An analysis of a popular cultural artefact of your choice

 

Max. 2000 words (+/- 10%). Reference list not included in word count.

 

Submission deadline 14:00, Friday 23 April 2021.

The essay is an analysis of a popular cultural artefact of your choice. Here is a chance for you to use Multimodal Critical Discourse Studies and theories discussed in class to analyse a popular culture artefact.

Possible paper outline:

Introduction: Make this short and snappy. Set the scene in the first paragraph maybe with a bit of context before you ease your reader into an explanation of what you are looking at and why this is important.

Context: You have to give us context. This may be historical, political, consumption, etc etc. You need to tell us what is relevant to your artefact. If you are looking at a film of the Vietnam War, for example, you need to give us some historical background and also the political feelings at the time. Include what other studies say about (Vietnam) films. This is very important to make your analysis meaningful.

Sample and Methodology: This will be short. You need to explain why you chose your artefact and how it represents a larger trend in popular culture. You then need to explain what exactly you will analyse and why. Refer to (M)CDS readings.

Analysis: This is the most important part of the paper. This should be close to 1000 words of a close reading of your artefact. Do not just describe, but analyse. Be critical. Show readers not just what discourses are articulated, but HOW this is done. Include in the main body of your text not only dialogue/ lyrics/ written text, but also screen grabs and images from your artefact. Make this interesting for us readers.

Conclusion: In a paragraph or two, explain how your analysis reveals the discourses articulated in your artefact. Try to link this back to your introduction.

References: Reference any ideas you have ‘borrowed’. This will give you extra points. Make sure you follow the referencing style recommended from the library website. I have also put together a short PPP on referencing the Harvard style. This is on Canvas.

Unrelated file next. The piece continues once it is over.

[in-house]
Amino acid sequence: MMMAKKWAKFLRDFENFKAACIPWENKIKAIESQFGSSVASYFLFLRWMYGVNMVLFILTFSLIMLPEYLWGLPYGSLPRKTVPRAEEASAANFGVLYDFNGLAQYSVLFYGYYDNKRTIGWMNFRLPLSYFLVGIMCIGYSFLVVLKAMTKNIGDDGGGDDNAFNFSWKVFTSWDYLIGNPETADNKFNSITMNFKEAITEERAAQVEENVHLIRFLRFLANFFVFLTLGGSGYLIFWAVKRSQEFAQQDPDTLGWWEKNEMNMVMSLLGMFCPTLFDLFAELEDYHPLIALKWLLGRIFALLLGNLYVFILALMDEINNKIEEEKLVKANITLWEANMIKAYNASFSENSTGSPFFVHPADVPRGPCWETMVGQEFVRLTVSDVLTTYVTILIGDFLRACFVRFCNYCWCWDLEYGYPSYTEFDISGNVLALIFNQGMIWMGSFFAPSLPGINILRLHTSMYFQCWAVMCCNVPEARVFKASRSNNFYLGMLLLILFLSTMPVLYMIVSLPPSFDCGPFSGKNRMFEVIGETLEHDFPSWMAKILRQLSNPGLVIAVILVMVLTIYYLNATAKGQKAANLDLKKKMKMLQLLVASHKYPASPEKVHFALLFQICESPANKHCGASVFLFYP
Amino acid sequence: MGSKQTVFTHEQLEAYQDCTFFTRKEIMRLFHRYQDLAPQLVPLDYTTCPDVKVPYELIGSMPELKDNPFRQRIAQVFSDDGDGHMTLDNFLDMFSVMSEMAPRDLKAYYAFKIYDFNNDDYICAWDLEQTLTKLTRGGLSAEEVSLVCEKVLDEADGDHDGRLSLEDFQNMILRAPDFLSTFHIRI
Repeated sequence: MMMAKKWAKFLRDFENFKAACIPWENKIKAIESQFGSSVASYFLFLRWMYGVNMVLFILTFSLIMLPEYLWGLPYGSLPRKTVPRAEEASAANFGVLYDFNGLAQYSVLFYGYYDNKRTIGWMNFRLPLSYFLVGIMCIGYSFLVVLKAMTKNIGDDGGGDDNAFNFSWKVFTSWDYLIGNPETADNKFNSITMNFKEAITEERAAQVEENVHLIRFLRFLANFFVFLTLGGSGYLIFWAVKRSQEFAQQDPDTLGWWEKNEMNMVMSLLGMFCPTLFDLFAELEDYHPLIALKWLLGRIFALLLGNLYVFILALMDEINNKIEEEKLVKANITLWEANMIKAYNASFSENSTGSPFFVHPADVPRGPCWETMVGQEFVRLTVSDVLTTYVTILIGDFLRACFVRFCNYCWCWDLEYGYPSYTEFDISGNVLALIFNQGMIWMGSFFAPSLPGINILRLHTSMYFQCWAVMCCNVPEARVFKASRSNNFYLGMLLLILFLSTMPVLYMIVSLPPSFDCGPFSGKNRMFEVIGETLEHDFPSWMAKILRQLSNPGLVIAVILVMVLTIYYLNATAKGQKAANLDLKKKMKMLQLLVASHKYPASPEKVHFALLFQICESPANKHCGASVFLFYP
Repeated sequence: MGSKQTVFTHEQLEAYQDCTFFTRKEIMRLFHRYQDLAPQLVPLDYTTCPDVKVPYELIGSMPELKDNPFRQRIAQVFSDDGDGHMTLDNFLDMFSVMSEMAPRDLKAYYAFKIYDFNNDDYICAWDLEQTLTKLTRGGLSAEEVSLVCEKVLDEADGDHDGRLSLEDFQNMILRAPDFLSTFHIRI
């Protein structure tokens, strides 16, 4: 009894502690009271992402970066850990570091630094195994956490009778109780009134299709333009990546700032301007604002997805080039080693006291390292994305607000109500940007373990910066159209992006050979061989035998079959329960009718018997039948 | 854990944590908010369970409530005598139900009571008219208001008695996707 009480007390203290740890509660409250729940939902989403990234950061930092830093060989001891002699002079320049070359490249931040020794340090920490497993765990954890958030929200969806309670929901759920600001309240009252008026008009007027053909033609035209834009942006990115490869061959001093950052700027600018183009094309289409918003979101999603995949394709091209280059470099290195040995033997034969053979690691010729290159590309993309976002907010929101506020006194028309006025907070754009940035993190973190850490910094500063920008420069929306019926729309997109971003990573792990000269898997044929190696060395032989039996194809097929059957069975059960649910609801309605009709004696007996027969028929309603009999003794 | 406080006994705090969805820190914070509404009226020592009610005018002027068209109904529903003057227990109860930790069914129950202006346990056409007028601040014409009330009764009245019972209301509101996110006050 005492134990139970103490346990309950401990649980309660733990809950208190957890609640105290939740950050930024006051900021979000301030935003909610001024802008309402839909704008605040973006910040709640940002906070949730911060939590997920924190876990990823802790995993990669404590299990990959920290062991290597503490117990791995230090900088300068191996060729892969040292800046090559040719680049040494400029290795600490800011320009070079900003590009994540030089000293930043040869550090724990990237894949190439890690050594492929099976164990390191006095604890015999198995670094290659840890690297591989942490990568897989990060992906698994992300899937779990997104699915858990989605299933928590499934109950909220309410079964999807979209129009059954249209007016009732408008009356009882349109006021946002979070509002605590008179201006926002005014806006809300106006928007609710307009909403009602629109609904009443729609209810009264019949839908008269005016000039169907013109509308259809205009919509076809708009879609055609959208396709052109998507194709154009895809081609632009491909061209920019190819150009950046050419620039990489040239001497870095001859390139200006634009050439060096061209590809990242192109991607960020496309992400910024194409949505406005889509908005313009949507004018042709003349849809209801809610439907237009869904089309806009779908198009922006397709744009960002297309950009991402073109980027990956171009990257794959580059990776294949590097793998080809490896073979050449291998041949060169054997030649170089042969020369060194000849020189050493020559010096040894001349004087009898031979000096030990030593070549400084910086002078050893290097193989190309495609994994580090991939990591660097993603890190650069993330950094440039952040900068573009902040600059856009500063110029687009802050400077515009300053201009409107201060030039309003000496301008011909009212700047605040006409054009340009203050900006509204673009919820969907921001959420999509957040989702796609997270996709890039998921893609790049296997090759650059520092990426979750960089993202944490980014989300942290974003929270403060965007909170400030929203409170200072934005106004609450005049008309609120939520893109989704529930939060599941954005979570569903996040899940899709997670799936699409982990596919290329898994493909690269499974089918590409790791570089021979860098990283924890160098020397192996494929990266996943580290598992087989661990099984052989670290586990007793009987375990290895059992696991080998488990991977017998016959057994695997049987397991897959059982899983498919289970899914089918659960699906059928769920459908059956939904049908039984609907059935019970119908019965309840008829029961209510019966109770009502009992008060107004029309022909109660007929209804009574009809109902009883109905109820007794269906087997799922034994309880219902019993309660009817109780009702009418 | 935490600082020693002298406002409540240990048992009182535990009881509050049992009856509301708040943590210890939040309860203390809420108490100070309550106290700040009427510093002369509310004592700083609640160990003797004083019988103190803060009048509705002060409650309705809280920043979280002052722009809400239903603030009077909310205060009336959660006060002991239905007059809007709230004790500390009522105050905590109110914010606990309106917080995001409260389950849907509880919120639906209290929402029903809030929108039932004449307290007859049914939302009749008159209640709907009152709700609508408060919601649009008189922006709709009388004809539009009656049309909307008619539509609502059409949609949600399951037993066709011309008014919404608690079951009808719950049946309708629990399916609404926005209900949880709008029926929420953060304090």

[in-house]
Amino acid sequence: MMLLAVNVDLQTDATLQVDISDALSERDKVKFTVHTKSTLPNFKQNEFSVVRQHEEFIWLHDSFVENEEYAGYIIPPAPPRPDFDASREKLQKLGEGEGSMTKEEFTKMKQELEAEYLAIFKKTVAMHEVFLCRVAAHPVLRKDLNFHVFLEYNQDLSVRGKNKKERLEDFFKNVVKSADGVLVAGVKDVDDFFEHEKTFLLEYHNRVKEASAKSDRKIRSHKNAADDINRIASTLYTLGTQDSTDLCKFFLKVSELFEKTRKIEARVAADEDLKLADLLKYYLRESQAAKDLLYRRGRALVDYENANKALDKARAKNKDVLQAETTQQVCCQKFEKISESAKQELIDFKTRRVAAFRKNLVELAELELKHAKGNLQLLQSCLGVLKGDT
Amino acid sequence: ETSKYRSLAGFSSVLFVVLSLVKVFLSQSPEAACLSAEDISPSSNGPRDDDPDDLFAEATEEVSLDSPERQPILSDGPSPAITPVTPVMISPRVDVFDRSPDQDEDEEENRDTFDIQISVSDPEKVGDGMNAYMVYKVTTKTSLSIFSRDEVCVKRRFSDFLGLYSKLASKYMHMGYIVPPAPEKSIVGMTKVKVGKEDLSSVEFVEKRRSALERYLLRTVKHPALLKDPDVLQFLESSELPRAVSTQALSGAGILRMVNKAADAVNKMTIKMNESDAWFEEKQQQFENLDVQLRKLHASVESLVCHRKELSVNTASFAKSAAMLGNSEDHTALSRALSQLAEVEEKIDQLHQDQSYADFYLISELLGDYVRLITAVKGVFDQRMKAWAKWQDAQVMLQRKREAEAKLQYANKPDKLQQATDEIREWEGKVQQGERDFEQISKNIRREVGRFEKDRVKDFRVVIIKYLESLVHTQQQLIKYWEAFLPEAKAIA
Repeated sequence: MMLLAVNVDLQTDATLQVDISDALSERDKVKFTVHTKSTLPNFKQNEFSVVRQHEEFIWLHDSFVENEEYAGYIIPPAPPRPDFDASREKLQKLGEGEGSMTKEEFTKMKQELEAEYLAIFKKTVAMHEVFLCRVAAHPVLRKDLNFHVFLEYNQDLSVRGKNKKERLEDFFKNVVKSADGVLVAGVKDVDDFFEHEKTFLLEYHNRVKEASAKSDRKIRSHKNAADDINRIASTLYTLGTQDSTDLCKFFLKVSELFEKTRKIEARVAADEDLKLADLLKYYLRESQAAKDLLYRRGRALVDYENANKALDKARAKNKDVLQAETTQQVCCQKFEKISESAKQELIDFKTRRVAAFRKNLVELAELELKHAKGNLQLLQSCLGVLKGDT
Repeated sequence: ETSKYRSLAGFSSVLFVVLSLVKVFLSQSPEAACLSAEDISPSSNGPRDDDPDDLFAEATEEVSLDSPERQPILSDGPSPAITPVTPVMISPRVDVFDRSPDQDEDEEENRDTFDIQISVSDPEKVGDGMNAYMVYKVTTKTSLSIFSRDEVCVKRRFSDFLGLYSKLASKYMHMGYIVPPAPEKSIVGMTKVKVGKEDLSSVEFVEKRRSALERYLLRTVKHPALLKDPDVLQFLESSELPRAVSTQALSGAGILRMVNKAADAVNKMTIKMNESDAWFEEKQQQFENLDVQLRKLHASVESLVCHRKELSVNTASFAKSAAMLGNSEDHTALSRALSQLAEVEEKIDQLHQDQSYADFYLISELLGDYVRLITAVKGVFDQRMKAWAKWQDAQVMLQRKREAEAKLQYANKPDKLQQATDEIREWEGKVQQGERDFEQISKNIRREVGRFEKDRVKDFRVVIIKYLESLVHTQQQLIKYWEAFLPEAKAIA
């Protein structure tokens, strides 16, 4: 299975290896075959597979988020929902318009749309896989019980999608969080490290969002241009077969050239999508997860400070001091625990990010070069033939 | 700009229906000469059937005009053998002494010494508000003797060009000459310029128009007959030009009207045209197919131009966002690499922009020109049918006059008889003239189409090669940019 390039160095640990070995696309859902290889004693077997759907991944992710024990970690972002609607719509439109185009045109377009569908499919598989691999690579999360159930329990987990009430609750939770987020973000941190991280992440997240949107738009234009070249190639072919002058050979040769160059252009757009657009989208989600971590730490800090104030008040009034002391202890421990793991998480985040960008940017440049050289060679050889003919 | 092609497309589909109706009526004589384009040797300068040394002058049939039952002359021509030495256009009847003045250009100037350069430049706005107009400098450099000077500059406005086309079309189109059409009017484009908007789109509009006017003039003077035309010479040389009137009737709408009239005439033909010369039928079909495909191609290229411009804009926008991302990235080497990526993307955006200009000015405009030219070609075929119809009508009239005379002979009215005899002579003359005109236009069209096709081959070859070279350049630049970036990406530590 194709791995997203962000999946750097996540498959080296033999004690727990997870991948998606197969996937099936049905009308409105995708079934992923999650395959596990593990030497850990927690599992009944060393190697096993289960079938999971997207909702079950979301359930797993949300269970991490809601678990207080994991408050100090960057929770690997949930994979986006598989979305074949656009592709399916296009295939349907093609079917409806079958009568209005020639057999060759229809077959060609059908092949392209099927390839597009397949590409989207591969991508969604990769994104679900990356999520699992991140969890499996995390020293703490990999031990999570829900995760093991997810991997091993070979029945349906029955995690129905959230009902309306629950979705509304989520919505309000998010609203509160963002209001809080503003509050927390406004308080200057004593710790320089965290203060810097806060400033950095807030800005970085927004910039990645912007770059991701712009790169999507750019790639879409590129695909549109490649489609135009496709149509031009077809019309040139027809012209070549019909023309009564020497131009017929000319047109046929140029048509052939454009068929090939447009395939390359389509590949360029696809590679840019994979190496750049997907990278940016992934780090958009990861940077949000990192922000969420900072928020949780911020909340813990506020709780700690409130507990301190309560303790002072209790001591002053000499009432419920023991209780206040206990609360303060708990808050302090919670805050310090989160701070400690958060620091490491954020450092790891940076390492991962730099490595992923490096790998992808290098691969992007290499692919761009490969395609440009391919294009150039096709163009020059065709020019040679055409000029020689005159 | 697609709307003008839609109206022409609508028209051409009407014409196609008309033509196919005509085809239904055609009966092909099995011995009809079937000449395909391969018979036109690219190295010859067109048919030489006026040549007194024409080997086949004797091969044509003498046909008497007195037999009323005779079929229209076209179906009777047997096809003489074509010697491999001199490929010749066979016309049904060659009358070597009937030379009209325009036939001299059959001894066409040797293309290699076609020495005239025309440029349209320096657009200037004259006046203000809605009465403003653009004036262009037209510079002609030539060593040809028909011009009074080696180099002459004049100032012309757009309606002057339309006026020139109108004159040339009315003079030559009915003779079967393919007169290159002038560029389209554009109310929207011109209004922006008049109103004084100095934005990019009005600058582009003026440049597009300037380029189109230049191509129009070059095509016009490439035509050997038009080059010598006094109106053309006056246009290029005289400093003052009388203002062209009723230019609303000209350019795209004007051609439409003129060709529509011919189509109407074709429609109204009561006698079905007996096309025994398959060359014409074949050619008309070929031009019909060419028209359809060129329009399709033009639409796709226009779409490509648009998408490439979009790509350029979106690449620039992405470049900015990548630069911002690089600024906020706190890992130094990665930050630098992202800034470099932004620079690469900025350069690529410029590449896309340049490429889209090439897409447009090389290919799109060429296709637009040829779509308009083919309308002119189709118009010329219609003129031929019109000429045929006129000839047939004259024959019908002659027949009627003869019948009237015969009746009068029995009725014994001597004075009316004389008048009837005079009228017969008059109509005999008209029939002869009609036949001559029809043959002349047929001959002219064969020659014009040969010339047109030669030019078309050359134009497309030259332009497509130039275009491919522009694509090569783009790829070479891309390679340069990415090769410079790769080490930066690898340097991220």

I often get asked is ‘how many academic references should I use in my essay?’ I address this question by responding with questions of my own:

 

How informed would you like to be about the subject matter that you are exploring in the essay?

 

How do you plan to demonstrate to me (or any other marker of your coursework) that you are knowledgeable about and understand the subject area?

If you read an article by an academic which offers little or no sense of a wider literature or debate on the subject being discussed, how would you know whether what s/he is saying is academically informed argument rather than just, say, that person’s opinion?

 

To the extent that there is a debate or range of perspectives that relate to the subject area how important do you think it is to reflect these different views? And to what extent can this be done by just relying on one or two main sources?

 

When you are researching the subject matter being explored in your essay do you ask yourself the question ‘how many academic sources should I be reading and referring to in order to productively answer the essay question?’ And if you don’t ask yourself this question do you think maybe you should?

 

 

 

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